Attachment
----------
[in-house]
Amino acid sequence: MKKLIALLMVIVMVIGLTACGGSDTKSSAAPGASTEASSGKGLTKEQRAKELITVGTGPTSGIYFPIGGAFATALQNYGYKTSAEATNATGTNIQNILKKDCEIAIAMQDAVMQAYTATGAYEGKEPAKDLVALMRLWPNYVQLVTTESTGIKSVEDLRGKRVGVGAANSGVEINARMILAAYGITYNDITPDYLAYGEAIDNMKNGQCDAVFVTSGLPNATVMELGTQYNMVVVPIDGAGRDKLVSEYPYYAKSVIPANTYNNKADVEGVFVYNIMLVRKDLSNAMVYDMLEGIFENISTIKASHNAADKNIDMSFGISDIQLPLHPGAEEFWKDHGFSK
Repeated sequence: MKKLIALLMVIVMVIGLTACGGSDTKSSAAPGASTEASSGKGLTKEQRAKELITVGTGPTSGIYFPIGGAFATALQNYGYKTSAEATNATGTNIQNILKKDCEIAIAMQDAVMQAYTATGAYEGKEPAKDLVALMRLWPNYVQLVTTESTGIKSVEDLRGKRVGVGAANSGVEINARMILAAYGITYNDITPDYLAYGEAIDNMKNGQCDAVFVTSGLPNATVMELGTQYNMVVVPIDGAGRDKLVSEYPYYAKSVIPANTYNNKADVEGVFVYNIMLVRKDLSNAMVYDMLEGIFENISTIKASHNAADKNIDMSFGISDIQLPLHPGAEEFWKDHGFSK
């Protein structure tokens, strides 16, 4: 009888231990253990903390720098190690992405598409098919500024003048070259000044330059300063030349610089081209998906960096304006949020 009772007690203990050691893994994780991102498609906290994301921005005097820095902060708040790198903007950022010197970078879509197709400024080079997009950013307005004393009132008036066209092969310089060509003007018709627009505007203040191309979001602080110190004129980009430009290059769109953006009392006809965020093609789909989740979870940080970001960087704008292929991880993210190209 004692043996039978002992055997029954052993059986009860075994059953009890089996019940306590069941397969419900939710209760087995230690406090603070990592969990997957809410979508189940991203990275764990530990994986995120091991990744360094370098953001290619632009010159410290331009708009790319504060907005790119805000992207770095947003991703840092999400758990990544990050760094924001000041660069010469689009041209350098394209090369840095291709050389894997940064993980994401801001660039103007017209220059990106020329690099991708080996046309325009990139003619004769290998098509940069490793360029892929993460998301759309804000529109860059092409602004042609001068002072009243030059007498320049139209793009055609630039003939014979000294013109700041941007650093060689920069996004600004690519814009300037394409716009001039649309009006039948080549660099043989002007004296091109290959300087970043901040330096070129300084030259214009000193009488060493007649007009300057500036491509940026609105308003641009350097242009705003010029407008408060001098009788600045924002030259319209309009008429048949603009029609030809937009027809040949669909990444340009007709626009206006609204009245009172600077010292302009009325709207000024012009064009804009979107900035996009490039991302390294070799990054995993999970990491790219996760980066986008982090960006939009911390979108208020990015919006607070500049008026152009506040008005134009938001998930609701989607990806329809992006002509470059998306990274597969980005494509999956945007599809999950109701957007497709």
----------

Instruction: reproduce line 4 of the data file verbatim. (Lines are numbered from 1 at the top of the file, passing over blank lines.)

């Protein structure tokens, strides 16, 4: 009888231990253990903390720098190690992405598409098919500024003048070259000044330059300063030349610089081209998906960096304006949020 009772007690203990050691893994994780991102498609906290994301921005005097820095902060708040790198903007950022010197970078879509197709400024080079997009950013307005004393009132008036066209092969310089060509003007018709627009505007203040191309979001602080110190004129980009430009290059769109953006009392006809965020093609789909989740979870940080970001960087704008292929991880993210190209 004692043996039978002992055997029954052993059986009860075994059953009890089996019940306590069941397969419900939710209760087995230690406090603070990592969990997957809410979508189940991203990275764990530990994986995120091991990744360094370098953001290619632009010159410290331009708009790319504060907005790119805000992207770095947003991703840092999400758990990544990050760094924001000041660069010469689009041209350098394209090369840095291709050389894997940064993980994401801001660039103007017209220059990106020329690099991708080996046309325009990139003619004769290998098509940069490793360029892929993460998301759309804000529109860059092409602004042609001068002072009243030059007498320049139209793009055609630039003939014979000294013109700041941007650093060689920069996004600004690519814009300037394409716009001039649309009006039948080549660099043989002007004296091109290959300087970043901040330096070129300084030259214009000193009488060493007649007009300057500036491509940026609105308003641009350097242009705003010029407008408060001098009788600045924002030259319209309009008429048949603009029609030809937009027809040949669909990444340009007709626009206006609204009245009172600077010292302009009325709207000024012009064009804009979107900035996009490039991302390294070799990054995993999970990491790219996760980066986008982090960006939009911390979108208020990015919006607070500049008026152009506040008005134009938001998930609701989607990806329809992006002509470059998306990274597969980005494509999956945007599809999950109701957007497709």